How many BBQs do you attend/host on average per year? How many of these have pig roasts? The answer to the first question certainly varies depending on who you ask, but we’d bet dollars to doughnuts that the answer to the second question is most likely always going to be zero.
Therefore, statistically speaking, your life could use more pig in it.
The pig roast is a tradition that goes back millennia, and has lasted this long for good reason. It brings family and friends together for an entire day of cooking and drinking, and ends in a giant feast (so giant that leftovers are almost guaranteed). It’s also something that most people have never experienced in their life, and creating unique experiences is what life is all about.
There are 4 main ways to roast an entire pig:
- Rotisserie (on a spit)
- Concrete pit
- Hawaiian style
- La Caja China Roasting Box
No one way is ideal, they simply vary between personal preference or yard limitations.
Rotisserie/Pig on a Spit
This is what most people think of whenever you mention a pig roast: a pig secured to a rotisserie or spit, slowly rotating over a some heat source until it is evenly cooked. The most challenging part of rotisserie roasting is securing the pig to the spit. Make sure that the pig is securely fastened to the spit by means of wire, nails or clamps if you have to. You can roast the pig over a simple bed of coals and hot rocks, or over a concrete pit, which brings us to our next pig roast option.
Using a concrete pit is a very popular method for roasting pig. It is also a very versatile method, as it can be used for various other cooking and smoking applications as well. They are typically built with cinder blocks, and (for pig roasting) should be at least 4 blocks high and 6 blocks wide. No mortaring is needed with these pits, so they could easily be modified, moved or taken down. The pig is attached to a rack, which is suspended over your heat source (I prefer wood to capture that smoky flavor), and only needs to be flipped once. This can be a sustainable choice and great addition to your barbecuing arsenal, though it requires a bit of yard space.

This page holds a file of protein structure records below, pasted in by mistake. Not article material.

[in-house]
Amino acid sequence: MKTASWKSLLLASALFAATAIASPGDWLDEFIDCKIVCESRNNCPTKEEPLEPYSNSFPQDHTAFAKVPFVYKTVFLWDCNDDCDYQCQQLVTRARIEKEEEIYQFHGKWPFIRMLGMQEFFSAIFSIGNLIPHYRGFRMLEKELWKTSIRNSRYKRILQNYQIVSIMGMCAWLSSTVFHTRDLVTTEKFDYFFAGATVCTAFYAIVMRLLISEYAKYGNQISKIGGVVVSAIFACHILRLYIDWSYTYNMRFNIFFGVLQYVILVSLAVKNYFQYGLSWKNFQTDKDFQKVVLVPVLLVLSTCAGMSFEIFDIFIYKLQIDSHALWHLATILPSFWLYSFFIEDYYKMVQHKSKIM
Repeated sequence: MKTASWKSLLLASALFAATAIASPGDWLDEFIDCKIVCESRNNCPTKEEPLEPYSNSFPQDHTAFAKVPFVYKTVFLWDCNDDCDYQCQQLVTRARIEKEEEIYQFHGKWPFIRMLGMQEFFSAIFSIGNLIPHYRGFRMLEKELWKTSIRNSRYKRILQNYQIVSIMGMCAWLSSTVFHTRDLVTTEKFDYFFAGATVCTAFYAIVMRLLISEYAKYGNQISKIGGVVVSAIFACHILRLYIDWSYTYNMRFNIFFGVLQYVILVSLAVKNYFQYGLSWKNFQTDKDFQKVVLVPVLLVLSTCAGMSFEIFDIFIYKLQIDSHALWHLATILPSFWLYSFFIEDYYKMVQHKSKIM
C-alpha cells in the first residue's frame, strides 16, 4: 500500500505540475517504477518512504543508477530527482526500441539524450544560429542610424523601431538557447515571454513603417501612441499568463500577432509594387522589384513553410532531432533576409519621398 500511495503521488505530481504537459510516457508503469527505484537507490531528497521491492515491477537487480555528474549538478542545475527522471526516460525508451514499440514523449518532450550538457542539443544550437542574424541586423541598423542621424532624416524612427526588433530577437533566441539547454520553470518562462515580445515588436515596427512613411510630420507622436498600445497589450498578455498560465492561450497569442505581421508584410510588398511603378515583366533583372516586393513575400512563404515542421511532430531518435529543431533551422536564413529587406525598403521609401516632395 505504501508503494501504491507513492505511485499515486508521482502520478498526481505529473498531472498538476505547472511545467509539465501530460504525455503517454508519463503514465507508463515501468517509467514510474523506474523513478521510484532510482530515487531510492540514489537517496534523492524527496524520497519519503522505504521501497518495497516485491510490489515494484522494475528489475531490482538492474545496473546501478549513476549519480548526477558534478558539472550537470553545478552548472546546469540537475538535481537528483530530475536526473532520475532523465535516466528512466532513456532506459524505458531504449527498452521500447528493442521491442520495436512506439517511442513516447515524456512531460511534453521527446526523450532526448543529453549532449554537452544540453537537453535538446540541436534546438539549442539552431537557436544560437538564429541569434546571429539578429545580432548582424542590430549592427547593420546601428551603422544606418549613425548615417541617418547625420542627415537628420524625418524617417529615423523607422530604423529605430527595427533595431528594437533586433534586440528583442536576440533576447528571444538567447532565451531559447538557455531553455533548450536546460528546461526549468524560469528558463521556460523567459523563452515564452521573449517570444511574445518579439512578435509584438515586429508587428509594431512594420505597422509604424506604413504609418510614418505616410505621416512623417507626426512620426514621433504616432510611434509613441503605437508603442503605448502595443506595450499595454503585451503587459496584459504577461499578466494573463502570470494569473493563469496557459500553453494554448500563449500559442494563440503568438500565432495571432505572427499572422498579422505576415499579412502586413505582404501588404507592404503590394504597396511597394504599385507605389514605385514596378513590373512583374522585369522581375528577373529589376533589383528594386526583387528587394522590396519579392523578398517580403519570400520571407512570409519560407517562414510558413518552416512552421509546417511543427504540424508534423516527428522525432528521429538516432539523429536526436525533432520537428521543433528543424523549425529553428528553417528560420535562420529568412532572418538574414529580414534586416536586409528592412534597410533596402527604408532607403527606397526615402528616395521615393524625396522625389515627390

Hawaiian Style roasting is very similar to the concrete pit idea, only instead of building your pit above ground, you dig one below ground. This style also incorporates hot rocks as a main source of heat, and banana leaves for flavor and moisture. The pit doesn’t have to be too deep, it just needs to be able to fit a layer of hot rocks, and the pig itself. Note: When purchasing your rocks, make sure you avoid any rocks that have been in saltwater, as they are prone to cracking and even exploding. Make sure to wrap your pig in banana leaves, and add a small layer to cover the rocks as well. After you’ve laid the pig on the rocks, be sure to cover it with wet burlap, to keep all of the smoke and heat in.
La Caja China Roasting Box
This last choice is both a method and an actual product. You can certainly build your own “roasting box”, but for the sake of simplicity (and popularity) I am going to refer to the La Caja. The La Caja, or any insulated roasting box like it, allows you to cook an entire pig…in a box. This is easily the simplest and most compact way to roast a pig, though unless you build your own, it can also be the priciest. Like the concrete pit method, your pig goes on a rack (so it can be flipped) and in a pit of sorts, but the difference here is that the heat source is above the pig. You place coals on top of the closed box, which heats up the box and cooks the pig inside. La Caja also has wheels, so it can be moved around during cooking, which is a nice added perk to have.
So there you have it, these are the 4 most popular pig roasting methods around, and you are now familiar with all of them. Now you have zero excuses to attend or host zero pig roasts each year.
If you would like to save yourself the hassle and have us roast a pig for you – call us today or email us at email@example.com.
Culinary Concept #3 – A dull knife is more prone to slipping off what you are trying to cut, thus more dangerous for your fingers. Keep your knives sharp!